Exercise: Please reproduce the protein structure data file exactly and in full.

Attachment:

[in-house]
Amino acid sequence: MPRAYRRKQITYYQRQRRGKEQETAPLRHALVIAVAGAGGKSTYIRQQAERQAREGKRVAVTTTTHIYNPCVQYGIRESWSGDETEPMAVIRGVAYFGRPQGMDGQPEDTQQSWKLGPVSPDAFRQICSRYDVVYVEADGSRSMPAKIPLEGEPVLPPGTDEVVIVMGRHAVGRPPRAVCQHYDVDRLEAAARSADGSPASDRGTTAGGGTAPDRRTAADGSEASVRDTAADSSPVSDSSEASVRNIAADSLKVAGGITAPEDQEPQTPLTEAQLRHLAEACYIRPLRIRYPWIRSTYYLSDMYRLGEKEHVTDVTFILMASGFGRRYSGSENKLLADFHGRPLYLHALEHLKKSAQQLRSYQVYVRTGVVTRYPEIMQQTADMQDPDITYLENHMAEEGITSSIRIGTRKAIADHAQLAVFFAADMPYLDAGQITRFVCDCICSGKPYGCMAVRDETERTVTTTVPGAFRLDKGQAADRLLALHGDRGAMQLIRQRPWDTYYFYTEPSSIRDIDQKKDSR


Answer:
[in-house]
Amino acid sequence: MPRAYRRKQITYYQRQRRGKEQETAPLRHALVIAVAGAGGKSTYIRQQAERQAREGKRVAVTTTTHIYNPCVQYGIRESWSGDETEPMAVIRGVAYFGRPQGMDGQPEDTQQSWKLGPVSPDAFRQICSRYDVVYVEADGSRSMPAKIPLEGEPVLPPGTDEVVIVMGRHAVGRPPRAVCQHYDVDRLEAAARSADGSPASDRGTTAGGGTAPDRRTAADGSEASVRDTAADSSPVSDSSEASVRNIAADSLKVAGGITAPEDQEPQTPLTEAQLRHLAEACYIRPLRIRYPWIRSTYYLSDMYRLGEKEHVTDVTFILMASGFGRRYSGSENKLLADFHGRPLYLHALEHLKKSAQQLRSYQVYVRTGVVTRYPEIMQQTADMQDPDITYLENHMAEEGITSSIRIGTRKAIADHAQLAVFFAADMPYLDAGQITRFVCDCICSGKPYGCMAVRDETERTVTTTVPGAFRLDKGQAADRLLALHGDRGAMQLIRQRPWDTYYFYTEPSSIRDIDQKKDSR